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Nighttime Extubation Does Not Increase Risk of Reintubation, Length of Stay, or Mortality

Experience of a Large, Urban, Teaching Hospital

Everhart, Kelly K., MD, MS*; Khorsand, Sarah, MD; Khandelwal, Nita, MD, MS*; Michaelsen, Kelly E., MD, PhD; Spiekerman, Charles F., PhD; Joffe, Aaron M., DO*

doi: 10.1213/ANE.0000000000003762
Critical Care and Resuscitation: Original Clinical Research Report
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BACKGROUND: In the intensive care unit (ICU), extubation failure has been associated with greater resource utilization and worsened clinical outcomes. Most recently, nighttime extubation (NTE) has been reported as a risk factor for increased ICU and hospital mortality. We hypothesized that, in a large, urban, university-affiliated hospital with multidisciplinary assessment for extubation, rigorously protocolized extubation algorithms, and expert airway managers available at all times of day for assessment of high-risk extubations, NTE would not confer additional risk of adverse clinical outcomes.

METHODS: This was a retrospective cohort study of mechanically ventilated adults at a single university-affiliated hospital. NTE was defined as occurring between 7:00 PM and 6:59 AM the following day. All data were extracted from the institution’s electronic medical record. Multivariable regression analyses were used to assess associations between NTE and reintubation, ICU and hospital length of stay (LOS), and mortality with adjustments for demographic and clinical covariates defined a priori. Palliative, unplanned, and routine postoperative extubations were excluded in sensitivity analyses.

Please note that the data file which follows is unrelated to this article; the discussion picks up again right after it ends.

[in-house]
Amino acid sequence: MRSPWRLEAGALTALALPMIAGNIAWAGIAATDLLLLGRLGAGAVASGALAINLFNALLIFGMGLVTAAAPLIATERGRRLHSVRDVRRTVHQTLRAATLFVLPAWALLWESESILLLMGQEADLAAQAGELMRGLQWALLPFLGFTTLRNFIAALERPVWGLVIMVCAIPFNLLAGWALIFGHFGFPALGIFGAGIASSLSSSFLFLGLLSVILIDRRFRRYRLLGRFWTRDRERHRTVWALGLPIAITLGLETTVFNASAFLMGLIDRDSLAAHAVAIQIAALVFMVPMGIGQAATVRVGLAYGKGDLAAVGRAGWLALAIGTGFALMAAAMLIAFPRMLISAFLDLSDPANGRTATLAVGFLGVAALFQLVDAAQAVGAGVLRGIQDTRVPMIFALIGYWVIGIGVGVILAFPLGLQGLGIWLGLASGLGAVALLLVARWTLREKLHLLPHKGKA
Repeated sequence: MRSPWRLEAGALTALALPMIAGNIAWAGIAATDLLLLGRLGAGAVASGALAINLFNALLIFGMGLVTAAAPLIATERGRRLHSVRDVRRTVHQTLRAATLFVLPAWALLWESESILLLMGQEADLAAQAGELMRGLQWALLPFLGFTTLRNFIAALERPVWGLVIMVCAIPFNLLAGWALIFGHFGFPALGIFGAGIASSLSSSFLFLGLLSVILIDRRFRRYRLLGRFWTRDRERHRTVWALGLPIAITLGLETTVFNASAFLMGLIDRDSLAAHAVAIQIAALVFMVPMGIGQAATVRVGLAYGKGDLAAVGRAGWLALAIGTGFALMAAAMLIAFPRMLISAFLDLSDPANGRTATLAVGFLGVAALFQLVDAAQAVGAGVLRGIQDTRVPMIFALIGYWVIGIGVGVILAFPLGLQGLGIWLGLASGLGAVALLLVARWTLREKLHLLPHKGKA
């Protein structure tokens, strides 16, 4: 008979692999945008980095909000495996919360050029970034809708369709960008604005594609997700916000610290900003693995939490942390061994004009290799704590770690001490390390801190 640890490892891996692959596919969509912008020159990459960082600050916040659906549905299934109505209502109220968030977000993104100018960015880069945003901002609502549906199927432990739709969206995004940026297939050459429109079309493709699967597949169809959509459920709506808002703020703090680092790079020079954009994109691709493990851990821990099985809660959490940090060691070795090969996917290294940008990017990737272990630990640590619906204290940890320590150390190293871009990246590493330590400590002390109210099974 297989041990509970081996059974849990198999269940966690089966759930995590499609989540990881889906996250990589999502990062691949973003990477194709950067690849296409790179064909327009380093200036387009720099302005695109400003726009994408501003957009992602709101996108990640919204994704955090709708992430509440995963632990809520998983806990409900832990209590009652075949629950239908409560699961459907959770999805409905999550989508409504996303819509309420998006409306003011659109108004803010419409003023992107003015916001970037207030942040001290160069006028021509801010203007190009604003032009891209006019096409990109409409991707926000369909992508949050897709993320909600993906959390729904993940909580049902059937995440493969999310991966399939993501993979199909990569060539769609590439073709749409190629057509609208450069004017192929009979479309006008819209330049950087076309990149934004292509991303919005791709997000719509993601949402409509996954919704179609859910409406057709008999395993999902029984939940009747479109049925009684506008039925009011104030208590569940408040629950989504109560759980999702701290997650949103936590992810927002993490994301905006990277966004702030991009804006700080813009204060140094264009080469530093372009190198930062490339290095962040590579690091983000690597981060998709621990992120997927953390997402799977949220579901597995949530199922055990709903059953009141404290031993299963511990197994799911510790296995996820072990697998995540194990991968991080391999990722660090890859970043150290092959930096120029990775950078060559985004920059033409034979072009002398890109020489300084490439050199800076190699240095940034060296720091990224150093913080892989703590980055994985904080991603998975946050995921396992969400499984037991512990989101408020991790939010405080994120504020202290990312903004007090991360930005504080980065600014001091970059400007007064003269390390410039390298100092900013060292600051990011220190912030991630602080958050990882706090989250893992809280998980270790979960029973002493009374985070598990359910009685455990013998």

RESULTS: Of 2241 patients, 204 of 2241 (9.1%) underwent NTE. The rates of reintubation (NTE 6.9% versus daytime extubation [DTE] 12.4%; adjusted odds ratio [95% confidence interval {CI}], 0.78 [0.43–1.41]; P = .41) and in-hospital mortality (NTE 3.4% versus DTE 5.9%; adjusted odds ratio [95% CI], 0.72 [0.28–1.84]; P = .49) were not found to differ. NTE, compared to DTE, was associated with shorter duration of mechanical ventilation (median [interquartile range], 1 [0–1] days vs 2 [1–4] days; adjusted ratio of geometric means [RGMs] [95% CI], 0.64 [0.54–0.70]; P < .001), ICU (2 [1–5] days vs 4 [2–10] days; adjusted RGMs [95% CI], 0.65 [0.57–0.75]; P < .001), and hospital LOS (6 [3–18] days vs 13 [6–25] days; adjusted RGMs [95% CI], 0.64 [0.56–0.74]; P < .001). These results were unchanged in sensitivity analyses.

CONCLUSIONS: Patients who underwent NTE were not at increased risk of reintubation or in-hospital mortality. In addition, NTE was associated with a shortened duration of mechanical ventilation and hospital LOS. In health care systems with similar critical care delivery models, NTE may coincide with reduced resource utilization in appropriately selected patients.

From the *Department of Anesthesiology and Pain Medicine, University of Washington-Harborview Medical Center, Seattle, Washington

Departments of Anesthesiology and Pain Medicine

Oral Health Sciences, University of Washington, Seattle, Washington.

Published ahead of print 26 July 2018.

Accepted for publication July 26, 2018.

Funding: None.

The authors declare no conflicts of interest.

Supplemental digital content is available for this article. Direct URL citations appear in the printed text and are provided in the HTML and PDF versions of this article on the journal’s website.

Institutional review board: University of Washington, Human Subjects Division, Minimal Risk Subcommittee E/B, 4333 Brooklyn Ave NE, Box 359470, Seattle, WA 98195. Approval #00006878. E-mail: hsdteamb@uw.edu.

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Reprints will not be available from the authors.

Address correspondence to Aaron M. Joffe, DO, Department of Anesthesiology and Pain Medicine, University of Washington-Harborview Medical Center, 325 Ninth Ave, Box 359724, Seattle, WA 98104. Address e-mail to joffea@uw.edu.

© 2019 International Anesthesia Research Society
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